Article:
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Ex-President Obsessed With Kim Jong Il`s Return Visit

Posted November. 23, 2005 08:11,   


Around June 2001, the first anniversary of the historic inter-Korean summit in 2000, former President Kim Dae-jung urged North Korean leader Kim Jong Il to deliver what he promised fives times in a month alone or as many as ten times by the year-end. The promise was the North Korean leader’s return visit to Seoul.

Why was the former president so obsessed with Kim’s return visit to Seoul?

As it was recently testified that the Kim Dae-jung administration conducted wiretapping as well as tax audit of media outlets in early 2001 with the intention of creating atmosphere conducive to making the North Korean leader’s Seoul visit possible, some say that there might have been some hidden political subplot.

So far, experts generally explained that the former president was preoccupied with Kim Jong Il’s return visit to solidify the ground for settling peace on the Korean peninsula and, as a result, to become a president remembered in history.

In particular, former President Kim was very keen on becoming a “president remembered in history.” He said in a remark he released in September 2001 in commemoration of the Armed Forces Day, “There has been three attempts of unification in our history. Two of them, the unification by Shilla and Goryeo dynasties, were successful, but the third one, the Korean War, was not. All three were attempts of unification by force, but the fourth one should be peaceful.”

At that time, the opposition criticized the remark, saying, “It is wrong to call a unification war the Korean War which North Korea waged on the back of foreign forces, including the Soviet Union.” But the remark indicates that the former president saw himself a “main player of a third unification attempt.”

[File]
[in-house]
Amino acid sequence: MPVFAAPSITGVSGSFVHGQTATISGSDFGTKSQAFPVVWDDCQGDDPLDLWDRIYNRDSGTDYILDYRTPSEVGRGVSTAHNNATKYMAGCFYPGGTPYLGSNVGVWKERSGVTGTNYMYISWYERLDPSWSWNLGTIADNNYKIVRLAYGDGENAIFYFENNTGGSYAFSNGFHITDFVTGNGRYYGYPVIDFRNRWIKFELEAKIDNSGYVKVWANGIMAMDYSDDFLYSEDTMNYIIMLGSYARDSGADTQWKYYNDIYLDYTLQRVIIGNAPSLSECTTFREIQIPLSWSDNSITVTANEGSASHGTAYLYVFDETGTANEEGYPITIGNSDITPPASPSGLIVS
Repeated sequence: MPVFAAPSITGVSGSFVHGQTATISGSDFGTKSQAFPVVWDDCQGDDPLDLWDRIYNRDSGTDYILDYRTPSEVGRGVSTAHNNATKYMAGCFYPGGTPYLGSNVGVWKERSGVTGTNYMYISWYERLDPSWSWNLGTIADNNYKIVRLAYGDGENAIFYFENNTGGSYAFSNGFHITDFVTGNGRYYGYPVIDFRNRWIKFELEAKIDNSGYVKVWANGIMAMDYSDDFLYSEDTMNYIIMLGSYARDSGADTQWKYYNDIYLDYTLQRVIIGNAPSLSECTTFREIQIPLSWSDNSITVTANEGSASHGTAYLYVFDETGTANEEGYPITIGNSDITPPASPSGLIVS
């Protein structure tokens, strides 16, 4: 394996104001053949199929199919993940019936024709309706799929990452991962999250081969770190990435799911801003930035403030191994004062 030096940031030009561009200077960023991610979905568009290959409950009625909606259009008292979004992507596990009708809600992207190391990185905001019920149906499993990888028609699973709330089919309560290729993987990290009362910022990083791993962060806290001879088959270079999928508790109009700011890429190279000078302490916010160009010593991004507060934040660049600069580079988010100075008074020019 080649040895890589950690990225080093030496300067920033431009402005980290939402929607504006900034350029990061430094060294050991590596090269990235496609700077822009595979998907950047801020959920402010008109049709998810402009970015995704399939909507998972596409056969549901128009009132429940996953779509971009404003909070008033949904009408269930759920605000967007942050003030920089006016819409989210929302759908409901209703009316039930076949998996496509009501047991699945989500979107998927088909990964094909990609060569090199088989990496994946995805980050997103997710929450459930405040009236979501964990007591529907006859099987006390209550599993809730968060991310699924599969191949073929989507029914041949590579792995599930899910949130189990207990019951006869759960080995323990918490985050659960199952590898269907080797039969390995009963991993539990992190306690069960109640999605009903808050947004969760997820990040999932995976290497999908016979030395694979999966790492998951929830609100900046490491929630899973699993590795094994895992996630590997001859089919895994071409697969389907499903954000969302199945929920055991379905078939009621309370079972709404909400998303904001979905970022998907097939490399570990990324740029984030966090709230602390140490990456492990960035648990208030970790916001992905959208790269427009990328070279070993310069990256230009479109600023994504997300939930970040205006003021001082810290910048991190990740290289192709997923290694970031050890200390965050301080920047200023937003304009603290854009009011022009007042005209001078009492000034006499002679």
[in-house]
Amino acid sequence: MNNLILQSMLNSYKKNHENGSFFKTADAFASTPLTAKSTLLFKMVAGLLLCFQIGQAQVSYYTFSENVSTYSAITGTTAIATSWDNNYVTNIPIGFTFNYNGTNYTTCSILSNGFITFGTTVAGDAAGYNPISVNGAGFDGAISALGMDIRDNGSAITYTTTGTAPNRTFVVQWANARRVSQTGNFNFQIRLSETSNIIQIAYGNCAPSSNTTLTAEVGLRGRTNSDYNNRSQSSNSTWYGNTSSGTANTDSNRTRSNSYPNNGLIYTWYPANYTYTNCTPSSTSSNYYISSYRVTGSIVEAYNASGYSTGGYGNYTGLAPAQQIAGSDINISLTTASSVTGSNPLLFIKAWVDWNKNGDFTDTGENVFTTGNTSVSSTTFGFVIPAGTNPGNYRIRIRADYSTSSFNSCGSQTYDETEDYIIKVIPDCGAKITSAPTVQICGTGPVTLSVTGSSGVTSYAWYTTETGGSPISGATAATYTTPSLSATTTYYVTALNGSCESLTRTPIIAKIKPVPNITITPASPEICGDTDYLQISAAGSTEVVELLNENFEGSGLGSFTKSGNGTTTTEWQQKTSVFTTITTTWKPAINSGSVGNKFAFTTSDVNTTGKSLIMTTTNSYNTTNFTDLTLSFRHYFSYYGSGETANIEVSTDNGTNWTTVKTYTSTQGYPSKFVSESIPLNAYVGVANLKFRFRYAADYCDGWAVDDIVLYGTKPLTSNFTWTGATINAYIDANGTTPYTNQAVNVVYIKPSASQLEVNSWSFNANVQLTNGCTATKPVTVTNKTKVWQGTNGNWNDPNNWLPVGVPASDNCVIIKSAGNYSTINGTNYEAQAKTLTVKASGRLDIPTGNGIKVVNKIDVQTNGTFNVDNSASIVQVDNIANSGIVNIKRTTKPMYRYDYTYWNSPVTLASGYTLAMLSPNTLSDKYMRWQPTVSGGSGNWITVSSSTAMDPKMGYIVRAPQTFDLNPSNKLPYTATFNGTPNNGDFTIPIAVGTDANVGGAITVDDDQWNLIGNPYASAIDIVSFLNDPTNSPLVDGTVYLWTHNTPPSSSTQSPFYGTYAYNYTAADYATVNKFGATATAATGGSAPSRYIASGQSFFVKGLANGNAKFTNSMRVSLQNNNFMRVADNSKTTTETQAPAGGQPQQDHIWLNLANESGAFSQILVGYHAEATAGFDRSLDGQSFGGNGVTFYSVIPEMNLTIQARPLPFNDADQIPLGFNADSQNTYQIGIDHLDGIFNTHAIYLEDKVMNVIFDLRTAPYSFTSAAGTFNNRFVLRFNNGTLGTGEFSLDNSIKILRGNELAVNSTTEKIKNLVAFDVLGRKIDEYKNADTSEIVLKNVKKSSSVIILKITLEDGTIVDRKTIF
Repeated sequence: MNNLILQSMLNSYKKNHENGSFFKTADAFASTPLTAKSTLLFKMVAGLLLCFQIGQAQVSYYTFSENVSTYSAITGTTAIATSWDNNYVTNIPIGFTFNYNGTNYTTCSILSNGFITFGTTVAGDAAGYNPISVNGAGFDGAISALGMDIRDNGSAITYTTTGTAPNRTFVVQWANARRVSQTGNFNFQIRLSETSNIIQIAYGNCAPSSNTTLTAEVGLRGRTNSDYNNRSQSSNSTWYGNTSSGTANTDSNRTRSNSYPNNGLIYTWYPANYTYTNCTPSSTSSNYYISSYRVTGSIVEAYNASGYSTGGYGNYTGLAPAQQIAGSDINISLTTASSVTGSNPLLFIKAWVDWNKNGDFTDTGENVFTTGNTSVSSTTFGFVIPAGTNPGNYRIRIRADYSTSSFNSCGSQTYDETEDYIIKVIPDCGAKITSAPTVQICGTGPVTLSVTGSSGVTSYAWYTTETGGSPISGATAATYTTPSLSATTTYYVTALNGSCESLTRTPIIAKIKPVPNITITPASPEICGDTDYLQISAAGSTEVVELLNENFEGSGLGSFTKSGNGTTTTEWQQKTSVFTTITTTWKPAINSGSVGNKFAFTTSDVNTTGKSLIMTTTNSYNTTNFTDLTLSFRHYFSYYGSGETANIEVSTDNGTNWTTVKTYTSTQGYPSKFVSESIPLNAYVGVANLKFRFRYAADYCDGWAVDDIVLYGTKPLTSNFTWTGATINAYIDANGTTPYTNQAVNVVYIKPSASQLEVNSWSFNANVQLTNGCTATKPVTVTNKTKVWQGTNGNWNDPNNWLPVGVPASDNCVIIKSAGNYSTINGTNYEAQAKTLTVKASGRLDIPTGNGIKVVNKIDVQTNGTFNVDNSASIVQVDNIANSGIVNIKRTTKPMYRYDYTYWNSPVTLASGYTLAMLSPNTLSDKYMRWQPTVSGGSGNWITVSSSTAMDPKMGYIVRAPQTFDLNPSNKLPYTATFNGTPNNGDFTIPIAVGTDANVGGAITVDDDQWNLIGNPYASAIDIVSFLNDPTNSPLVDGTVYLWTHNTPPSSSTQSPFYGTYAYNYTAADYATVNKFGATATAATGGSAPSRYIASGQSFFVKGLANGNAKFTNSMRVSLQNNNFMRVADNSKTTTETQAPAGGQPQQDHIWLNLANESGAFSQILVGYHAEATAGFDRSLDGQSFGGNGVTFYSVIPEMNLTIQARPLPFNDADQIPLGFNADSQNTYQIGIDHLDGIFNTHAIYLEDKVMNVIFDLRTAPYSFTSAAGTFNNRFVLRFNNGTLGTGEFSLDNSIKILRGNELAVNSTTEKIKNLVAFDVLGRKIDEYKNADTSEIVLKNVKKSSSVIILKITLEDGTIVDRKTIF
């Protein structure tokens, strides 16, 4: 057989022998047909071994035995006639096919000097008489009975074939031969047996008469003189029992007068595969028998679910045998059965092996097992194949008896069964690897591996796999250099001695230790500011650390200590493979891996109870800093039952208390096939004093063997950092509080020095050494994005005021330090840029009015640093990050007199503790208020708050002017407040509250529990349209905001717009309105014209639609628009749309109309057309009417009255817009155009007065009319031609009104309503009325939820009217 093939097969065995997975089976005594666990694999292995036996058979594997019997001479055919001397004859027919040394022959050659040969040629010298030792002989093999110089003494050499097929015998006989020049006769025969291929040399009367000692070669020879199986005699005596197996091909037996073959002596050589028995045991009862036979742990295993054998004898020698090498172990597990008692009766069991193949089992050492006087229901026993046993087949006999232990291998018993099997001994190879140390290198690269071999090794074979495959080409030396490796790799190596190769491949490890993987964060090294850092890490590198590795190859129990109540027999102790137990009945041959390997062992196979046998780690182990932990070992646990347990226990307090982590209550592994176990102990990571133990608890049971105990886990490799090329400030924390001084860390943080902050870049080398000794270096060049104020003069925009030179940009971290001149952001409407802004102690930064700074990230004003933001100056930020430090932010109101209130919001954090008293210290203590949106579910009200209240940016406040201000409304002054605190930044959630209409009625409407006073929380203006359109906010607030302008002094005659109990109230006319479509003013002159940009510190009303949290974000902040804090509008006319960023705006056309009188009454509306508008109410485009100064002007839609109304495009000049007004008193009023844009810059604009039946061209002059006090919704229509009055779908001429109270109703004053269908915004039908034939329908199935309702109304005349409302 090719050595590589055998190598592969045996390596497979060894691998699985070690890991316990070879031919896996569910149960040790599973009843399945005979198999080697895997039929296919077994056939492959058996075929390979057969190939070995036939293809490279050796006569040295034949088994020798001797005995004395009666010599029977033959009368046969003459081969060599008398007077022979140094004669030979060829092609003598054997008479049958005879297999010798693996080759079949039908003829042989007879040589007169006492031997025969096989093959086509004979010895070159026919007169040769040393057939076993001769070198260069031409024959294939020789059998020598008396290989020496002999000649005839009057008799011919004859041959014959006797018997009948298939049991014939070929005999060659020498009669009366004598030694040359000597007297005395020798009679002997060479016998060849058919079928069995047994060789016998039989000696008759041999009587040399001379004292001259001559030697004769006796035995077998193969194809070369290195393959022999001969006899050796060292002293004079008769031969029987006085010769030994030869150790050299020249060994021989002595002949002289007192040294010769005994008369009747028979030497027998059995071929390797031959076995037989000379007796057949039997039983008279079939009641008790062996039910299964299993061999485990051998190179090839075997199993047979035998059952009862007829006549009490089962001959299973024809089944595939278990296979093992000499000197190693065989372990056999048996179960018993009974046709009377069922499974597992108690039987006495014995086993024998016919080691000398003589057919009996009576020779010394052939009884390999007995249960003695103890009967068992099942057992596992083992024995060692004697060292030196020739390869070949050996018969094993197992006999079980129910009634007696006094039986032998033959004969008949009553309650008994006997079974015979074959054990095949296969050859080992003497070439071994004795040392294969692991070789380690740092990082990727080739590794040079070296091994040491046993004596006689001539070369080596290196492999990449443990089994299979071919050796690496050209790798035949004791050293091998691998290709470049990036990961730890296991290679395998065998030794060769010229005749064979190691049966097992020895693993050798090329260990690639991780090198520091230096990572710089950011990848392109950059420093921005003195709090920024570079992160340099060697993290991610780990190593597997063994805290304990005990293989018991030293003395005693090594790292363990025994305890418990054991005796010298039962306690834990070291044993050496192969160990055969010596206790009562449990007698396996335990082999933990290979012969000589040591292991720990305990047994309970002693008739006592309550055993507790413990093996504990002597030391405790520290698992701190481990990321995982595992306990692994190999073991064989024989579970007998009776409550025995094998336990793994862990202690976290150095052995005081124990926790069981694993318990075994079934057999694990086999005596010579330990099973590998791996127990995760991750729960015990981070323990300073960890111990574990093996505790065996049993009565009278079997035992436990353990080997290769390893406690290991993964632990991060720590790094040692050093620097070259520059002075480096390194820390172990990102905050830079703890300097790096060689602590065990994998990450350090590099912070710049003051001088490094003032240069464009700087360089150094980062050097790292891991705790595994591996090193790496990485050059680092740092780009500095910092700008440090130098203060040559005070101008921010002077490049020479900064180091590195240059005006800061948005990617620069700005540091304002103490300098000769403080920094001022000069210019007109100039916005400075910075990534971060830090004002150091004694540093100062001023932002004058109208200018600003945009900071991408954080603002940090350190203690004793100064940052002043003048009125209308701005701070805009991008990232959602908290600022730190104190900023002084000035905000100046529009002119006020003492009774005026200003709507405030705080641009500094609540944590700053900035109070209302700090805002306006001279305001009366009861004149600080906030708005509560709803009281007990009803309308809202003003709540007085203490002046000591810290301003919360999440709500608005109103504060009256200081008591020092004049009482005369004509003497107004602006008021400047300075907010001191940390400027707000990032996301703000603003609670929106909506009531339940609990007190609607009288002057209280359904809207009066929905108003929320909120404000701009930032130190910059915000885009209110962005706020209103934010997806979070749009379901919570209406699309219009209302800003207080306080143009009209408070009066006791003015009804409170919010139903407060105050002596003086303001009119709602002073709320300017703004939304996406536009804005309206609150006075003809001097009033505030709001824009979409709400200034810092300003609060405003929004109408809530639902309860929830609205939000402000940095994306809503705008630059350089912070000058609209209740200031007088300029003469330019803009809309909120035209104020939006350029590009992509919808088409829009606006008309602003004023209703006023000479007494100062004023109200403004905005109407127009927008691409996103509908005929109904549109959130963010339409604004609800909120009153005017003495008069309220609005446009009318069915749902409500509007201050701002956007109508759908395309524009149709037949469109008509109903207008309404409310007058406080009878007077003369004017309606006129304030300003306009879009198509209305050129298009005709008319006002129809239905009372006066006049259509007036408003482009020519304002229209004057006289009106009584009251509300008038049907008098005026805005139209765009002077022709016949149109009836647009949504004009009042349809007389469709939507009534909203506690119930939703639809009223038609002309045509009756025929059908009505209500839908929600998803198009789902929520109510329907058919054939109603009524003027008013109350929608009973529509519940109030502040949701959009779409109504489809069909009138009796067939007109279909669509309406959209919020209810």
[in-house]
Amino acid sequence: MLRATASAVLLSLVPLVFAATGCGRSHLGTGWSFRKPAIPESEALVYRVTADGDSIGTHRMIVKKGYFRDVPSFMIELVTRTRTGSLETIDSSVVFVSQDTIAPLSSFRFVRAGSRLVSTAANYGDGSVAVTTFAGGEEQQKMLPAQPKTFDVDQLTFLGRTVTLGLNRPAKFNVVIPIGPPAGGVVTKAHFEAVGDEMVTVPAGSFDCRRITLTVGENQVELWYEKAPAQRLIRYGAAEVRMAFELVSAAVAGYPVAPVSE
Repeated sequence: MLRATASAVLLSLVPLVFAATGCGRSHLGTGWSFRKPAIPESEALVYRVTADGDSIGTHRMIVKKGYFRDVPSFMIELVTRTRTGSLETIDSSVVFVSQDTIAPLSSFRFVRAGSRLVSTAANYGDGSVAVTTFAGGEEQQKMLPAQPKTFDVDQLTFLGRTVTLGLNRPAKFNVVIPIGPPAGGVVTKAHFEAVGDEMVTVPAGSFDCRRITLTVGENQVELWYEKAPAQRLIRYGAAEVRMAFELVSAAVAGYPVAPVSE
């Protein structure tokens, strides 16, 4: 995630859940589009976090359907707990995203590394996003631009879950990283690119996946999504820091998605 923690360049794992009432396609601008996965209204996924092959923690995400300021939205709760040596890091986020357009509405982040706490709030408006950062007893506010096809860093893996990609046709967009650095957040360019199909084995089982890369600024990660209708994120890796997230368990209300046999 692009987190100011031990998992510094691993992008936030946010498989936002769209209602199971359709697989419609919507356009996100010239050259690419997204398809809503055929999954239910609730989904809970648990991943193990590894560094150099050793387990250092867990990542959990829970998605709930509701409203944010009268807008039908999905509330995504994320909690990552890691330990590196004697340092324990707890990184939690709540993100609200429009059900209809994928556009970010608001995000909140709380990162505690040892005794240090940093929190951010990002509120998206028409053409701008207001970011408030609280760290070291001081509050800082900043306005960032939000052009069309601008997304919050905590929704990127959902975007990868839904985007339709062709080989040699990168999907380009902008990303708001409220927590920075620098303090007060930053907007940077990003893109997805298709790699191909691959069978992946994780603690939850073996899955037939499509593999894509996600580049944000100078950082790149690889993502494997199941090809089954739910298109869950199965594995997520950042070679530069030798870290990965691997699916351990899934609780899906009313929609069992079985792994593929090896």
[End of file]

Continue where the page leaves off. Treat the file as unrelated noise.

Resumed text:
Around the inter-Korean summit in June 2000, political circles openly said that then President Kim was dreaming of becoming a unification president and being at office for a long time.

In October 2000, Grand National Party spokesman Kwon Chul-hyun said in a commentary, “We want the president to clear the concern that his winning the Nobel Peace Prize could be used for political purpose, such as attempts to remain in office for a long time and make himself a unification president.”

In response, the Kim administration dismissed the remark as “nothing more than groundless libel.” However, there was an atmosphere within the administration that the president’s winning of the Nobel Peace Prize and the North Korean leader’s return visit should precede the president’s achievement of institutionalizing peace on the Korean peninsula confirmed at home and abroad.

In relation to that, as it was recently revealed that the previous government was focused on creating an atmosphere conducive to Kim Jong Il’s return visit even by going so far as to conduct tax audit and wiretapping of media outlets, some offer a fresh argument, saying, “The former president was preoccupied with the North Korean leader’s return visit probably because of some political purpose.”

A politician said, “Considering that he could become a unification president only when the Constitution is revised, former President Kim might have considered prolonging his term through a revision of the Constitution or helping his following be in power for a long time.”

The politician added, “Previous presidents, including Chun Doo-hwan and Roh Tae-woo, attempted to revise the constitution, such as adoption of parliamentary cabinet system, either to actually prolong their grip of power or create some safety valve. I think former President Kim was no exception.”

Some point out that Kim at that time also desperately needed the North Korean leader’s return visit to get out of his hardships in domestic politics, including corruption scandals involving his close associates.